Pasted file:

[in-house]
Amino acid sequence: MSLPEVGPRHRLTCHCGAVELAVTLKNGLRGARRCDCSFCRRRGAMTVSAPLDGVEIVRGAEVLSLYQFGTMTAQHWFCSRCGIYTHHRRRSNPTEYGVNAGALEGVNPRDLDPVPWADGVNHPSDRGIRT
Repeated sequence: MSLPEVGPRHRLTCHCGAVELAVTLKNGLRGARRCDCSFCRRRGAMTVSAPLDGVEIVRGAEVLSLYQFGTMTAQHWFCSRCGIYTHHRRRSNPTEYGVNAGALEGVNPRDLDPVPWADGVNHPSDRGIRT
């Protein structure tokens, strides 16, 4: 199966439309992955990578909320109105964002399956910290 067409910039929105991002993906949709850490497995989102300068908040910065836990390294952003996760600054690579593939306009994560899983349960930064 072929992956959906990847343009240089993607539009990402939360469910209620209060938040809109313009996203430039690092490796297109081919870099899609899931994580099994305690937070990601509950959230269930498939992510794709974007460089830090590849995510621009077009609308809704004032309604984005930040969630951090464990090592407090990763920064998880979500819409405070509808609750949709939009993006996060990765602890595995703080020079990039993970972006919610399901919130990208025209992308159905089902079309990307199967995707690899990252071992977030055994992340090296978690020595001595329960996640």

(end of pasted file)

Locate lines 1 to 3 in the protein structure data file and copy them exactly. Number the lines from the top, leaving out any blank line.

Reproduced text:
[in-house]
Amino acid sequence: MSLPEVGPRHRLTCHCGAVELAVTLKNGLRGARRCDCSFCRRRGAMTVSAPLDGVEIVRGAEVLSLYQFGTMTAQHWFCSRCGIYTHHRRRSNPTEYGVNAGALEGVNPRDLDPVPWADGVNHPSDRGIRT
Repeated sequence: MSLPEVGPRHRLTCHCGAVELAVTLKNGLRGARRCDCSFCRRRGAMTVSAPLDGVEIVRGAEVLSLYQFGTMTAQHWFCSRCGIYTHHRRRSNPTEYGVNAGALEGVNPRDLDPVPWADGVNHPSDRGIRT